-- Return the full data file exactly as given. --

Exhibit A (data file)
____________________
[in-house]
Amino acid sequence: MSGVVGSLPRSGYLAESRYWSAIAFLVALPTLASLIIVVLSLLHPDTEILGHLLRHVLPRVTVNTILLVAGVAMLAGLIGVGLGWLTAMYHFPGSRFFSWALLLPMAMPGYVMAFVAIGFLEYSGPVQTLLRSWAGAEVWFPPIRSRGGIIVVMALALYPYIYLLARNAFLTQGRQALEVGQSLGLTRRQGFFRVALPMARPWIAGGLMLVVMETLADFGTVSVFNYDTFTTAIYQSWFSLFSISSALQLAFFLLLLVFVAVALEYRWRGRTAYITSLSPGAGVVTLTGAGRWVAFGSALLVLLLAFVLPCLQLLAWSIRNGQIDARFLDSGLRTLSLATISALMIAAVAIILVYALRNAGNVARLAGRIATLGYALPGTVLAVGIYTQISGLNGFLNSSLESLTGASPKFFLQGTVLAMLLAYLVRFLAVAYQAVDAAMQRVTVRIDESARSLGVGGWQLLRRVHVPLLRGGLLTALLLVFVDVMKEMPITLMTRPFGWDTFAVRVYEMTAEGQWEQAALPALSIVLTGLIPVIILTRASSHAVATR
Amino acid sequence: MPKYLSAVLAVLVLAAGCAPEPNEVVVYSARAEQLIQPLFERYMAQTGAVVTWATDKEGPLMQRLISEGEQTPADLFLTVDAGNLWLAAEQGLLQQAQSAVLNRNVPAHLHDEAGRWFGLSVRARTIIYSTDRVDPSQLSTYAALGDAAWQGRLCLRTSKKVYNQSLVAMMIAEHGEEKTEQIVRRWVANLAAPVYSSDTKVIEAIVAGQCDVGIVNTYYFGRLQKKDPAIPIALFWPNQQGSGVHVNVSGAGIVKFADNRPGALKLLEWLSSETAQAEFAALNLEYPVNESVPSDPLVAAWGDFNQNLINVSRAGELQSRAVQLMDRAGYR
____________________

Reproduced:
[in-house]
Amino acid sequence: MSGVVGSLPRSGYLAESRYWSAIAFLVALPTLASLIIVVLSLLHPDTEILGHLLRHVLPRVTVNTILLVAGVAMLAGLIGVGLGWLTAMYHFPGSRFFSWALLLPMAMPGYVMAFVAIGFLEYSGPVQTLLRSWAGAEVWFPPIRSRGGIIVVMALALYPYIYLLARNAFLTQGRQALEVGQSLGLTRRQGFFRVALPMARPWIAGGLMLVVMETLADFGTVSVFNYDTFTTAIYQSWFSLFSISSALQLAFFLLLLVFVAVALEYRWRGRTAYITSLSPGAGVVTLTGAGRWVAFGSALLVLLLAFVLPCLQLLAWSIRNGQIDARFLDSGLRTLSLATISALMIAAVAIILVYALRNAGNVARLAGRIATLGYALPGTVLAVGIYTQISGLNGFLNSSLESLTGASPKFFLQGTVLAMLLAYLVRFLAVAYQAVDAAMQRVTVRIDESARSLGVGGWQLLRRVHVPLLRGGLLTALLLVFVDVMKEMPITLMTRPFGWDTFAVRVYEMTAEGQWEQAALPALSIVLTGLIPVIILTRASSHAVATR
Amino acid sequence: MPKYLSAVLAVLVLAAGCAPEPNEVVVYSARAEQLIQPLFERYMAQTGAVVTWATDKEGPLMQRLISEGEQTPADLFLTVDAGNLWLAAEQGLLQQAQSAVLNRNVPAHLHDEAGRWFGLSVRARTIIYSTDRVDPSQLSTYAALGDAAWQGRLCLRTSKKVYNQSLVAMMIAEHGEEKTEQIVRRWVANLAAPVYSSDTKVIEAIVAGQCDVGIVNTYYFGRLQKKDPAIPIALFWPNQQGSGVHVNVSGAGIVKFADNRPGALKLLEWLSSETAQAEFAALNLEYPVNESVPSDPLVAAWGDFNQNLINVSRAGELQSRAVQLMDRAGYR